Research has already suggested on several occasions that eating fatty fish and supplementing with fish oil can reduce the risk of having a heart-attack.
But according to studies published in Circulation (2004;110:368-73) and Prostaglandins, Leukotrienes, and Essential Fatty Acids (2004;71:153-9), evidence points to the possibility that these fats might also prevent dangerous abnormalities in heart rhythm.
In the first of the new studies, 65 people with arrhythmia were randomly assigned to receive either three grams of fish oil (providing one gram of omega-3 fatty acids) per day or placebo for six months. Blood tests were then performed and heart rhythms were assessed during the six-month trial and for six months after stopping the supplements.
Compared to the beginning of the study, people receiving fish oil had significantly fewer and less severe arrhythmias. People taking fish oil had 46.9 per cent, 67.8 per cent, 71.8 per cent, and 100 per cent fewer occurrences of the four types of arrhythmia monitored in the study, namely atrial premature complexes, ventricular premature complexes, couplets and triplets.
Six months after the patients stopped taking the fish oil, these improvements were reversed and all measurements were similar to those from the beginning of the study. People receiving placebo experienced no significant changes in arrhythmia frequency during the study.
The second study involved 4,815 people over the age of 65 years, who were monitored for a potentially serious type of arrhythmia known as atrial fibrillation. They were followed for 12 years through annual physical exams and electrocardiographs to assess heart rhythms, and through reviewing records from all hospital visits.
Frequent fish eaters were found to have a lower risk of developing atrial fibrillation than people who were not. Compared to those who ate fish less than once a month, patients who ate fish once to three times a month were 24 per cent less likely to suffer atrial fibrillation, patients who ate it one to four times per week were 30 per cent less likely to suffer, and eating fish five or more times a week reduced the risk by 35 per cent.
The researchers therefore concluded that in elderly people, eating fatty fish reduced the risk of atrial fibrillation, and in people with existing arrhythmias, supplementing with fish oil reduced the number and severity of episodes of arrhythmia.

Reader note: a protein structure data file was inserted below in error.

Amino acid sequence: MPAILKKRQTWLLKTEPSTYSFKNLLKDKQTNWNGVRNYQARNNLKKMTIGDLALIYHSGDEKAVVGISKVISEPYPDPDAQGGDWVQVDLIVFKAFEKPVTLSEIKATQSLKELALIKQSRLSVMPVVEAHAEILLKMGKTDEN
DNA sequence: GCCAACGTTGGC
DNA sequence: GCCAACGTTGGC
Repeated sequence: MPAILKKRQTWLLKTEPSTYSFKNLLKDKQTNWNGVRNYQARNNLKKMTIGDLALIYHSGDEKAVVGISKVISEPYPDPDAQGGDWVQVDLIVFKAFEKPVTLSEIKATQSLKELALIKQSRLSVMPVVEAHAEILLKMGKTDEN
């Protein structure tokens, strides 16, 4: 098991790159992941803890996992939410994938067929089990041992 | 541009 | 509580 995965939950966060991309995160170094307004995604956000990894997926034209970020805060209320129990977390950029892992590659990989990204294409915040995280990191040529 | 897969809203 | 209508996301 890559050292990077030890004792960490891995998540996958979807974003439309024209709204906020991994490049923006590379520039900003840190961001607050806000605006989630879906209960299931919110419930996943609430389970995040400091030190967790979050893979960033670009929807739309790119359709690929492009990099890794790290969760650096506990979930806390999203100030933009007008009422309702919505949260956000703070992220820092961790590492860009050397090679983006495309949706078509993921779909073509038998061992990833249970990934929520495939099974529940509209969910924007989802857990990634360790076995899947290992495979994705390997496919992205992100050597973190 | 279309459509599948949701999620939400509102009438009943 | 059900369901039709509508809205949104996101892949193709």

This research is another boost for the health giving properties of fatty acids, which earlier this week were awarded a qualified health claim by the US Food and Drug Administration. This means that conventional foods in the US will now be able to display a qualified health claim - previously restricted to supplements - for omega-3 fatty acids.
The FDA said that foods containing eiscosapentaenoic acid (EPA) and docosahexaenoic acid (DHA) omega-3 fatty acids can carry a claim stating that they may help to reduce the risk of coronary heart disease (CHD).
"Coronary heart disease is a significant health problem that causes 500,000 deaths annually in the US," said Dr. Lester Crawford, acting FDA commissioner. "This health claim should help consumers to improve their health by identifying foods that contain these important compounds."
In 2000, the FDA announced a similar qualified health claim for dietary supplements containing omega-3 fatty acids.
The FDA recommends that consumers not exceed more than a total of 3 grams per day of EPA and DHA omega-3 fatty acids, with no more than 2 grams per day from a dietary supplement.
Of all the functional food ingredients available, the future looks most promising for omega-3 polyunsaturated fatty acids (PUFAs), particularly in the US, according to recent research by consultancy firm Frost & Sullivan. The research commented that while the more mature European omega-3 PUFA market was likely to stabilise at an annual growth rate of eight percent, some key market participants in the US are experiencing growth rates of over 20 percent.
Kathy Brownlie, an industry analyst from Frost & Sullivan, explained omega-3 has such growth potential because of the health benefits it is regularly purported to bring.
"Increased media coverage and product availability have helped differentiate omega-3 and omega-6 PUFAs from saturated fats, promoting omega-3 PUFAs as 'good fats', which are an essential part of the diet," she said. "Most industry experts agree that more omega-3 PUFAs need to be incorporated into our diets."
Scientific evidence is growing to substantiate the role of omega-3 PUFAs not only for protecting heart health but also prevention of cancer and other diseases.
The ingredient has moreover seen support from low-carb diets such as Atkins, which promotes omega-3 fatty acids as part of their eating plans.